Letter: comment on swine flu algorithm
To the editor:
Following the publication of the editorial in the July/August 2009 edition of HIV Treatment Bulletin (Vol 10, No. 7/8), we would like the opportunity to respond to the content and also some of the comments made.
Firstly, the flow diagram (referred to as Example 2: Flow Diagram B) included in the editorial, is not the version that is currently being used by our Directorate. The flow diagram was designed to assist in the triage of patients who contacted our unit by telephone, within the context of increasing demand during an emerging influenza pandemic. It is not being used for patients who have actually attended our unit, all of whom are seen by a clinician and undergo assessment and diagnostic testing where appropriate.
Furthermore, the flow diagram represents only part of our pandemic (H1N1) 2009 clinical guidance package for our HIV clinicians. Thus, without including our clinical guidelines which clearly remind clinicians to consider pandemic (H1N1) 2009 infection whilst not attributing all presentations of flu-like or non-specific febrile symptoms to infection with influenza virus the triage tool can be taken out of context and perhaps appear to oversimplify the assessment of such patients.
In comparison with the Birmingham Heartlands Hospital flow diagram (Example 1), we elected not to include a history of contact with a case of swine flu in our flow diagram. In line with national and international guidelines during a period of sustained transmission of pandemic (H1N1) 2009 in the community, the absence of contact with a known or suspected case is no longer considered to be helpful in assessing the likelihood of a patient being infected with pandemic (H1N1) 2009. At out unit, only one patient in our existing cohort of patients with confirmed pandemic (H1N1) 2009 had an appropriate contact/exposure history.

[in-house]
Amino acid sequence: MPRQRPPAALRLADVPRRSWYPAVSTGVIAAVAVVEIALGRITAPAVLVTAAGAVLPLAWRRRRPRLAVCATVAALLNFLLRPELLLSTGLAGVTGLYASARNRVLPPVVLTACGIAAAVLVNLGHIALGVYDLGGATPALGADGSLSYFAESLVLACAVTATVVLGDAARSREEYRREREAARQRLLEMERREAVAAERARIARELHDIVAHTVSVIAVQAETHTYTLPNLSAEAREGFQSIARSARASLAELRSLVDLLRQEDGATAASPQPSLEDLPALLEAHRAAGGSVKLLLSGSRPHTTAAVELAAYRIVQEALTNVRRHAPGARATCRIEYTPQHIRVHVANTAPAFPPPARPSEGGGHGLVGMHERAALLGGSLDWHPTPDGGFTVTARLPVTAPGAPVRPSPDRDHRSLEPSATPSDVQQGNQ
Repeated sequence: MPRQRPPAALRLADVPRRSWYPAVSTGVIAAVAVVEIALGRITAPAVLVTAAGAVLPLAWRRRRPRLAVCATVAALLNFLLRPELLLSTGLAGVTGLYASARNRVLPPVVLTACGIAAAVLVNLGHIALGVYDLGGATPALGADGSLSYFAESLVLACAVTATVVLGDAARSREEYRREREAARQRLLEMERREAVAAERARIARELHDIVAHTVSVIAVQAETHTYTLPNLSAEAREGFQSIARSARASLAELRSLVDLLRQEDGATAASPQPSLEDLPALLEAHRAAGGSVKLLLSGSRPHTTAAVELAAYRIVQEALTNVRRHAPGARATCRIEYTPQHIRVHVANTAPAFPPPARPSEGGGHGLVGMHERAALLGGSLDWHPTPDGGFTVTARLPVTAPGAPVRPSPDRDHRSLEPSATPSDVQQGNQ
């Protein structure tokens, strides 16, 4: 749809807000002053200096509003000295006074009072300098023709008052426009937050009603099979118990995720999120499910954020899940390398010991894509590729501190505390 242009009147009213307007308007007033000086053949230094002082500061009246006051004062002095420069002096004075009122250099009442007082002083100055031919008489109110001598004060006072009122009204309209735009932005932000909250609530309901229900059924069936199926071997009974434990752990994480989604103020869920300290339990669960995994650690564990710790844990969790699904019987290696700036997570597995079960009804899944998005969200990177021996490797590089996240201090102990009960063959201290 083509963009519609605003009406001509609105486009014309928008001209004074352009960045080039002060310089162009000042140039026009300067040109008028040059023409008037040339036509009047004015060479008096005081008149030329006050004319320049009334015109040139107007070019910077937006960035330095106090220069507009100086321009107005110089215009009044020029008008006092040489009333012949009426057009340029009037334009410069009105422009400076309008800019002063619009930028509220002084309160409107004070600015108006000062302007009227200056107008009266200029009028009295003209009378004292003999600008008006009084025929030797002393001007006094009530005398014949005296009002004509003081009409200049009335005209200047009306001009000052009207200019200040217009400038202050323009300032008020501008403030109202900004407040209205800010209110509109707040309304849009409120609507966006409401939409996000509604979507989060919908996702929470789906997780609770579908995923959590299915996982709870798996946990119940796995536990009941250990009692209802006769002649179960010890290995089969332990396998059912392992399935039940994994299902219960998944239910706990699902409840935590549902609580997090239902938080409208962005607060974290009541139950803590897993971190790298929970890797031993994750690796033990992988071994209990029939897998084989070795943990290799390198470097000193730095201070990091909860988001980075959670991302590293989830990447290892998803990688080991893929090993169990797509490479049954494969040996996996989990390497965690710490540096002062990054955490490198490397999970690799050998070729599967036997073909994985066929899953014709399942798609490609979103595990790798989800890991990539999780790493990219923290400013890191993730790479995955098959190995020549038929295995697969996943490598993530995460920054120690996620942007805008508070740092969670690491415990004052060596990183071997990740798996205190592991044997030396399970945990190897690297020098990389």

We feel that the comment “a caution with this option is that a patient with a life-threatening condition who thought they had flu could end up going down the left-hand no further action route”, is inaccurate and may alarm our patients. Every endpoint in our telephone triage flow diagram results in the patient obtaining medical advice, rather than “no further action”. Potentially life-threatening conditions that are not flu-related can occasionally present with early symptoms suggestive of uncomplicated influenza, and this is a risk associated with existing local, national and international pandemic influenza management algorithms, including both of the flow diagrams published in the editorial. In the context of an established pandemic, for our patients who make contact by telephone and dont have risks for, or symptoms of, severe pandemic (H1N1) 2009 disease, but in whom uncomplicated influenza is thought to be a possibility, we advise them to contact their GP or the National Pandemic Flu Service for further assessment, with the additional advice that they should attend hospital if they deteriorate or fail to improve.